Peloton Interactive (PTON -0.19%) reported fiscal Q4 and full-year 2021 results on Aug. 26th, and based on the market's immediate negative reaction, the news wasn't good. The at-home fitness innovator was an obvious pandemic winner in 2020, when its stock price skyrocketed more than fivefold. But those good times appear to be over.
The $31 billion large-cap company saw revenue in the quarter soar 54% to $937 million, but this was still a sequential drop from Q3. Adding fuel to the fire was a loss per share of $1.05 that missed Wall Street estimates.
If you're unsure about selling your shares, here are three critical updates to look at that might help your decision.
1. The pandemic boost is fading
For the three-month period that ended June 30, Peloton's monthly connected fitness churn (which is a measure of the number of cancellations) jumped to 0.73% compared to 0.52% in Q4 last year. This metric is still pretty solid for Peloton, but it highlights the effect of the increase in consumer mobility that we've experienced over the past few months. The economic reopening is naturally resulting in people spending more time outside their homes. Furthermore, exercise junkies who hesitated about going back to gyms may also be taking that up again, all of which can affect Peloton's churn.
Average monthly workouts per connected fitness subscriber (those who bought a piece of equipment and pay the $39 monthly fee) fell to 19.9, which was down from both Q3 and the prior-year quarter. This supports the argument that the pandemic-fueled boost Peloton was riding last year has faded. The business must deal with heightened competition in the space as well as it tries to sustain consumer demand, resulting in higher marketing expenses for fiscal 2022 following cuts made during the pandemic.
On a bright note, the business did add 250,000 connected fitness subscribers, ending the quarter with over 2.3 million of these extremely valuable customers. While this was less than the number of additions in the previous two quarters, Peloton now has 5.9 million total members on its platform.
2. An accounting issue adds to the problems
Peloton revealed that during its fiscal 2021 audit process, a material weakness was found in its internal controls for financial reporting with regards to the company's valuation of inventory. Management has said that this is nothing to worry about and that it does not require the restatement of past financial statements. Nonetheless, the situation adds further difficulty to the company's troubled recent history.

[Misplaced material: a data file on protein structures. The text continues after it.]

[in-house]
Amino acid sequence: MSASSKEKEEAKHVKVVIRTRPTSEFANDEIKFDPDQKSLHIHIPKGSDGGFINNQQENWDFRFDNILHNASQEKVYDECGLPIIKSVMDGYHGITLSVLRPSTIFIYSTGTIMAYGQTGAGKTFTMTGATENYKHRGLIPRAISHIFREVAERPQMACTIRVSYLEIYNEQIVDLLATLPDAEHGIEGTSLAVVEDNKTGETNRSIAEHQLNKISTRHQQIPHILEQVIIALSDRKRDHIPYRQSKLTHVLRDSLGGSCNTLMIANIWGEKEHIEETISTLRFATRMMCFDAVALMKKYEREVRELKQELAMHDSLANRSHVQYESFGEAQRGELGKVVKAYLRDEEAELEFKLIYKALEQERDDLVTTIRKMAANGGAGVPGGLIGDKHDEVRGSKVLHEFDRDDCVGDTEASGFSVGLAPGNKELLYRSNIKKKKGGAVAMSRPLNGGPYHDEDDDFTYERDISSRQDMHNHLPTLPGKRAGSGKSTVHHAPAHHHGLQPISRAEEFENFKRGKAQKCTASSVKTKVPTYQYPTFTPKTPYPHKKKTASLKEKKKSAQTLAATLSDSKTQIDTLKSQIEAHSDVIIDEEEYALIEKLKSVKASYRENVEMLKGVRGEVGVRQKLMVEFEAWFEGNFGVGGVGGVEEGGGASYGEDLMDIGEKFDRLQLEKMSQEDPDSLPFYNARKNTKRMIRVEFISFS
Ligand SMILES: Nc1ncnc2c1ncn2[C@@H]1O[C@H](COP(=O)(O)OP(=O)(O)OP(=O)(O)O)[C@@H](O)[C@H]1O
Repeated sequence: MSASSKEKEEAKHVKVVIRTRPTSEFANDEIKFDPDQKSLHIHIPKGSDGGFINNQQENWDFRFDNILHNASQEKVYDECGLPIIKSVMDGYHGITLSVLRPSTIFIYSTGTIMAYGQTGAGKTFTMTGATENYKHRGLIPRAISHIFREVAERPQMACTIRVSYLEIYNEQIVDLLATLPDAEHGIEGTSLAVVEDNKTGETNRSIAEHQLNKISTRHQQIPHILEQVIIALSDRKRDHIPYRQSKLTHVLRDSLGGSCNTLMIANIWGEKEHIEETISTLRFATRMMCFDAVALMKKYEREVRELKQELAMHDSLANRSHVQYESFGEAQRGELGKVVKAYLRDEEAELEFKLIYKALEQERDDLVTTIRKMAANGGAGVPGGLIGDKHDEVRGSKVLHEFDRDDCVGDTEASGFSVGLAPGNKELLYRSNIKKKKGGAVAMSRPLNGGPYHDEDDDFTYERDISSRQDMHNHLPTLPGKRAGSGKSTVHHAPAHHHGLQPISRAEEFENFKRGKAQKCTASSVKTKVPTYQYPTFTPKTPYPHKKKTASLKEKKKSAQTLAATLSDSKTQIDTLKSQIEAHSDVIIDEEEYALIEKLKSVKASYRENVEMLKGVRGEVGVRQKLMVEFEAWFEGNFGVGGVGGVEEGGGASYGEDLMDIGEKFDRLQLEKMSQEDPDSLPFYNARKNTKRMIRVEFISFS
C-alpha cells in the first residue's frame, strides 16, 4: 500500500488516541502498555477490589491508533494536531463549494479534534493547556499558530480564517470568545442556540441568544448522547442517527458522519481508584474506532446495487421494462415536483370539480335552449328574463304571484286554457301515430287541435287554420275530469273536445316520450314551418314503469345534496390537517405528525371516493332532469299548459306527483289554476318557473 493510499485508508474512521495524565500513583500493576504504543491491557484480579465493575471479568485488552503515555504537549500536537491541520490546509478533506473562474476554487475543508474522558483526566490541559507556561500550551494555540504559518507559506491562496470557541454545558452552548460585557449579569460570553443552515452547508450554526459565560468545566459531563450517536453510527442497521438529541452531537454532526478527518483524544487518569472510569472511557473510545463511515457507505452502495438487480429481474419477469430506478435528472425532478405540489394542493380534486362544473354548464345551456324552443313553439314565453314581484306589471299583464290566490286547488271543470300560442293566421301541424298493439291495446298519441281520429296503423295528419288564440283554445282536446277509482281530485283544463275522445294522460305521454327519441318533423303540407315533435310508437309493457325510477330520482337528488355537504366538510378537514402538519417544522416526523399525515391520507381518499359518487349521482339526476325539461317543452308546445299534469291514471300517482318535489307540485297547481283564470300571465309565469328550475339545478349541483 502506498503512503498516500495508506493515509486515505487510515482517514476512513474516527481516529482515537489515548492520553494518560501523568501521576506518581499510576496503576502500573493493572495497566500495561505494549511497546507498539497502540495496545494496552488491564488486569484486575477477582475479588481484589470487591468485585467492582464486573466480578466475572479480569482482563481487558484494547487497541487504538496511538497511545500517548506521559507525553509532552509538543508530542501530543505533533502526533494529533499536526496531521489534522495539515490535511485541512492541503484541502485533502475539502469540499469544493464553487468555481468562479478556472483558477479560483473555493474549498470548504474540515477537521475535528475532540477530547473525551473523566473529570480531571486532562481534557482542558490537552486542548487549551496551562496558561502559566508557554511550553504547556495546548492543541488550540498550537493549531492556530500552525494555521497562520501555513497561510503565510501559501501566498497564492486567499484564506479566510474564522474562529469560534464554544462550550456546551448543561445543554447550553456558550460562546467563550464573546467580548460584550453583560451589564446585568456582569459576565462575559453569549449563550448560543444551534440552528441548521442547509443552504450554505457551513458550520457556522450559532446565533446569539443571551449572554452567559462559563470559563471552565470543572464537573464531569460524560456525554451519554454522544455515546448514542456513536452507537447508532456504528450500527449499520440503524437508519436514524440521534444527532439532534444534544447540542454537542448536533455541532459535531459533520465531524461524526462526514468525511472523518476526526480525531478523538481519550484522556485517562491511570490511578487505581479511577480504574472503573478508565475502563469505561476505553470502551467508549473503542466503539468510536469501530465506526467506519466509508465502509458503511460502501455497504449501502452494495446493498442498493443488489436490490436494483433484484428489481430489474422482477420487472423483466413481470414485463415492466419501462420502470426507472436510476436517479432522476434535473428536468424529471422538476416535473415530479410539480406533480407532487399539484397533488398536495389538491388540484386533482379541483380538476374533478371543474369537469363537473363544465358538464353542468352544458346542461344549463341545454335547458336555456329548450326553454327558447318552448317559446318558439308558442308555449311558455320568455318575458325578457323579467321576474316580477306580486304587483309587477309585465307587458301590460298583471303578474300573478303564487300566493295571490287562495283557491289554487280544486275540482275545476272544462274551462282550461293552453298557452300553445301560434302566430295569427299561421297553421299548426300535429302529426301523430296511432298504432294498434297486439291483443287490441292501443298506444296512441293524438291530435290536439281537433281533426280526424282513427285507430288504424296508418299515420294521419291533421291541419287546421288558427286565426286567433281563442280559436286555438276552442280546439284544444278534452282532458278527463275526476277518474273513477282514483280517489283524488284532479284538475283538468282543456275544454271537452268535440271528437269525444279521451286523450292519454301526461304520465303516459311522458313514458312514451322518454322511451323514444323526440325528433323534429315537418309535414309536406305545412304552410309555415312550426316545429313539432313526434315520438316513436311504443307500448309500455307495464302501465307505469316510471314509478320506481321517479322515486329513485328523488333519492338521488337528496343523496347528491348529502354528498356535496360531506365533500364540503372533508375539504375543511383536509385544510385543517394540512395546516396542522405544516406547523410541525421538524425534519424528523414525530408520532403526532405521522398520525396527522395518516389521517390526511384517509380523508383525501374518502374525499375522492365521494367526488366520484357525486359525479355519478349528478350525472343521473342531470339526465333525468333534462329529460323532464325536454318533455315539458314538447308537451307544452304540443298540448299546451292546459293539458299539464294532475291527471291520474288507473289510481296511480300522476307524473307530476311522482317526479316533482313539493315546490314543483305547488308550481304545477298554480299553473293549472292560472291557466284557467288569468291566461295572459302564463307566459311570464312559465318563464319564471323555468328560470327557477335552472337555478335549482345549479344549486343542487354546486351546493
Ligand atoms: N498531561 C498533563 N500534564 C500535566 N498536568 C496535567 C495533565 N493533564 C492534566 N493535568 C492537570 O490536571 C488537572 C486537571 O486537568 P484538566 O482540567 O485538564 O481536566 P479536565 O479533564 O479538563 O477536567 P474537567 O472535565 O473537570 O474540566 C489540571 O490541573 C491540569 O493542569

Anytime a company mentions the phrase "material weakness," it's reason to immediately consider dumping shares. This isn't as bad as, say, Under Armour altering its sales figures, but it's something shareholders need to keep an eye on.
Peloton has been rapidly expanding since its founding in 2012. However, this accounting problem and the ongoing safety issues surrounding the Tread+ are forcing the consumer discretionary brand to grow up. If you plan on staying an investor, you have to believe that leadership will overcome these challenges.
3. Management provides weak Q1 guidance
Peloton's stock is down roughly 9% since its earnings announcement in part because of management's outlook in the near term. Not only are Q1 sales expected to come in at $800 million (meaningfully below the consensus forecast of $1 billion), but the price of Peloton's flagship product, the Bike, is being reduced by $400. Additionally, the business is planning for only 140,000 new connected fitness members in Q1, and it expects churn to increase from Q4 to 0.85%.
If revenue matches management's guidance, that means a paltry 6% growth rate from the prior-year period. And the price reduction of the Bike will eat away at Peloton's margins. The company is obviously lapping the surge in demand from last summer, but the slowdown is officially here, and the key performance indicators prove this.
For Peloton shareholders, the recent quarter's results are a wake-up call. Although the stock has lost more than a quarter of its value this year, it still trades at a hefty nine times trailing 12-month sales. Investors have to believe that the company can navigate this difficult time while also continuing its monster growth in the years ahead. It might be time to part ways with the stock.